I was at a conference a few months ago to staff a booth on behalf of a client.
During one of the break-out sessions, a representative from a company who was speaking about their sustainability program ended the talk by telling the audience that they wanted to earn 500 million media impressions when they release their corporate responsibility report.
(For those of you who don’t work in public relations, one impression = one subscriber, or one visitor to a blog. If we land a story in the Detroit Free Press, and the paper has 230,000 subscribers, that’s 230,000 impressions. Get it?)
By their math, every single person in the United States (and then some) was going to be aware of their report. But anyone with a shred of common sense knew this wouldn’t be the case.
500 million is a great number to throw around. And constituents love to see the big numbers. But 500 million, in this case, is severely misleading. It’s nice to state that goal. It’s quite another to prove it. (You can’t.) When we go to the client with this number, we’re really just estimating how successful we’ve been.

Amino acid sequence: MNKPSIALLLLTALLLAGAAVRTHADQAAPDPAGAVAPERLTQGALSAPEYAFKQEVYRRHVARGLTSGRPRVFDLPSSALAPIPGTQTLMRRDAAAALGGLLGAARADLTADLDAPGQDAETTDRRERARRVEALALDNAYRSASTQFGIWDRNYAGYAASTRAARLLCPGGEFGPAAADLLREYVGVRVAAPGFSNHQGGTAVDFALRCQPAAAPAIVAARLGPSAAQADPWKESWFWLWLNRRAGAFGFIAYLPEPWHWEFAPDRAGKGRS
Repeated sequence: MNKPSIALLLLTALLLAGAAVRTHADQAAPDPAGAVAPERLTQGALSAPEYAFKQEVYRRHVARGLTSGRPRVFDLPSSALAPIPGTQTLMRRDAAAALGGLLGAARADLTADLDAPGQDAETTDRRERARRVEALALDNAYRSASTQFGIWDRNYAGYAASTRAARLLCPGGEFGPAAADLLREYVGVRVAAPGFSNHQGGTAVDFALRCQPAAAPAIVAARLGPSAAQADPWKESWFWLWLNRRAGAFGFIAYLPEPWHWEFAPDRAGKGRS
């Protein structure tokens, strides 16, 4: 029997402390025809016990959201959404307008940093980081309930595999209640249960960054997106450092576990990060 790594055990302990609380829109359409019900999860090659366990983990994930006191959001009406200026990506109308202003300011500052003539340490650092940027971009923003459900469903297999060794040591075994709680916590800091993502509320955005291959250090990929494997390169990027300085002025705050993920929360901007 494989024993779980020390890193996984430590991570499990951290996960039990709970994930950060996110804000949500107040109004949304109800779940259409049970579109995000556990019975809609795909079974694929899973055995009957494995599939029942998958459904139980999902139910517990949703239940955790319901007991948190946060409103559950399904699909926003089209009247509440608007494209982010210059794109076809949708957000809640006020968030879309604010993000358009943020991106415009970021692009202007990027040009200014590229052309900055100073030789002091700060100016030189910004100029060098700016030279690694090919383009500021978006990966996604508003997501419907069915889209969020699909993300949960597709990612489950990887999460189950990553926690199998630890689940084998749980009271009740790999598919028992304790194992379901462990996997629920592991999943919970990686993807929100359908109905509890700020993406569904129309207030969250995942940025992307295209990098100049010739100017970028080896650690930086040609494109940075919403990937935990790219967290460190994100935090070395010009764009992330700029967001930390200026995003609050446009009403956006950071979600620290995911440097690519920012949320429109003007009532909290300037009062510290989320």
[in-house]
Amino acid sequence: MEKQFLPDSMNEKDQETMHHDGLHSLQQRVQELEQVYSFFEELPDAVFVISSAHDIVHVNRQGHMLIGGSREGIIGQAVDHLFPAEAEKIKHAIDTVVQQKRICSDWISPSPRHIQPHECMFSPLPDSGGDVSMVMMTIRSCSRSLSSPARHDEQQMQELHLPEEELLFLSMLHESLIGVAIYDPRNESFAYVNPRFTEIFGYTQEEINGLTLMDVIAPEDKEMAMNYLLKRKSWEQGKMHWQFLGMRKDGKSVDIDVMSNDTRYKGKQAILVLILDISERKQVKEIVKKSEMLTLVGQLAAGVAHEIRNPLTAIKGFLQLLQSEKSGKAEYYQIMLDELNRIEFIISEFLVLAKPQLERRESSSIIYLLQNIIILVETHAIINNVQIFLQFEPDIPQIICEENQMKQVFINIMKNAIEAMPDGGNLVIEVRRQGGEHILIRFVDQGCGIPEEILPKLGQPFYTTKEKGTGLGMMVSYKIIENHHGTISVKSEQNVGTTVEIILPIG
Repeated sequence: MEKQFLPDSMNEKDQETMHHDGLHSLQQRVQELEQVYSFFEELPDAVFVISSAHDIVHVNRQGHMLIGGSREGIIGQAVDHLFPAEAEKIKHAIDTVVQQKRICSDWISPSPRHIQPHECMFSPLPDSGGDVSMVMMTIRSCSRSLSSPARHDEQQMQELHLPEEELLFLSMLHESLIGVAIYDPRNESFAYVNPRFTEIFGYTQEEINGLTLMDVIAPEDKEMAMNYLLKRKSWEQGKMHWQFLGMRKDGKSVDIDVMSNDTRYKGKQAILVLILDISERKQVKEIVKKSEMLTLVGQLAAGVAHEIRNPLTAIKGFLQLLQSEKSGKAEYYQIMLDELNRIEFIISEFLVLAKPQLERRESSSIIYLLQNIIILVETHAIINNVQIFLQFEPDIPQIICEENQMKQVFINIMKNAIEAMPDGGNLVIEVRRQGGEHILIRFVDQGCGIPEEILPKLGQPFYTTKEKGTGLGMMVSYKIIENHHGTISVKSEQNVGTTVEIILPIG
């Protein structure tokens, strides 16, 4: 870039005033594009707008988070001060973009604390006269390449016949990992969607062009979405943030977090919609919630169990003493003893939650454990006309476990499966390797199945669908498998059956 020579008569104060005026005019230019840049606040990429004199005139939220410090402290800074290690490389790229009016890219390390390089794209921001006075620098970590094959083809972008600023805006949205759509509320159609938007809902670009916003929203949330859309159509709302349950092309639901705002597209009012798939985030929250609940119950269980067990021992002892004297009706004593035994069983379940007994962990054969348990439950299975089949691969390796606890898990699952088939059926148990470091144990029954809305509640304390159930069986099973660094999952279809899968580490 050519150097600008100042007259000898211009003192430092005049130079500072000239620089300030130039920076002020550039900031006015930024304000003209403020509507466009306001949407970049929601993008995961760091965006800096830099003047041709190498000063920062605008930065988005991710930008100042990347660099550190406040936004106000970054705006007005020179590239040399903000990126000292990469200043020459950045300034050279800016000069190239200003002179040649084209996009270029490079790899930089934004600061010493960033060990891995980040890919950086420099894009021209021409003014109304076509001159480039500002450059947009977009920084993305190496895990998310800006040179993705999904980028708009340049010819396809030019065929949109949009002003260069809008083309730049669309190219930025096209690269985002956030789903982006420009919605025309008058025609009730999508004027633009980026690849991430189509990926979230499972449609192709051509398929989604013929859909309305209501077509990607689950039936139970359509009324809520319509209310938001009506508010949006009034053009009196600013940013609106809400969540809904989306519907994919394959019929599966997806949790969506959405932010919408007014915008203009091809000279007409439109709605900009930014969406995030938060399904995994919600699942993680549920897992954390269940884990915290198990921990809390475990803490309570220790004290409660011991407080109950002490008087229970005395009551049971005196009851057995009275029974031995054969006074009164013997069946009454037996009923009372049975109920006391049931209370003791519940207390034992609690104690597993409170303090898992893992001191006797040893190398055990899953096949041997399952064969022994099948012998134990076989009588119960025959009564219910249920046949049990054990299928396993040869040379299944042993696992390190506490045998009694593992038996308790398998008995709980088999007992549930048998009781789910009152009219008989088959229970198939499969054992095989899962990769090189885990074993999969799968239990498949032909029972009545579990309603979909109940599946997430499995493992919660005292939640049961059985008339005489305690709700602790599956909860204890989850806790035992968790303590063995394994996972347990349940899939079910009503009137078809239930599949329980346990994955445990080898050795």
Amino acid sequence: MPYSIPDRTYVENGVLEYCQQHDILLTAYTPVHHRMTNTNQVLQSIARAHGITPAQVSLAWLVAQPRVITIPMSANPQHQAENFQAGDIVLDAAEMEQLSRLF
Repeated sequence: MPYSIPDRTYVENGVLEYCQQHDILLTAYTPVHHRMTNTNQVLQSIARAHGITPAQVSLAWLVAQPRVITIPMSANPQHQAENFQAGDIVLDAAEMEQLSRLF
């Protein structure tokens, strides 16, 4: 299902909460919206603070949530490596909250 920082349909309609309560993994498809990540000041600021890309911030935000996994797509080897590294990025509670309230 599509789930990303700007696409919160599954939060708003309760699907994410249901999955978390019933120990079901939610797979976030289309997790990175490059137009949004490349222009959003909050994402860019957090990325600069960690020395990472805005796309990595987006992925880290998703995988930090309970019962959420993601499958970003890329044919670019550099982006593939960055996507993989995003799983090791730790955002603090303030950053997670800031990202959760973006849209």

Seems arbitrary, doesn’t it?
Since I started working in public relations almost a decade ago, I’ve known nothing but measuring success in media impressions. When I landed a story, I’d look up the circulation and watch the numbers pile up.
But the longer I work in this field, the more these numbers begin to feel empty.
My parents subscribe to the Detroit Free Press. I guarantee that if I brought up an article I had a hand in placing, they would have no idea which article I was referring to. It’s only two out of 200,000+ readers, but their story would not be unique.
Just because you subscribe to a newspaper doesn’t mean you read every story. (Duh.)
I think it would be easier (and more accurate) to just report how many stories we’ve placed, circulation numbers be damned.
Those numbers wouldn’t be as high, but at least they would be accurate. I mean, for all of the flack that digital gets, at least we can say with some certainty how many people clicked on a link to get to a story, which we assume they read. Better than saying someone ready a story because it landed on their front porch.
As a PR professional, we’re only as successful as the last story we placed. But if we are inflating the numbers, how can we deem that a success?
We need a more accurate way to measure success.
At a time when “big data” is running everything, we’re lagging behind in using real numbers to show our worth.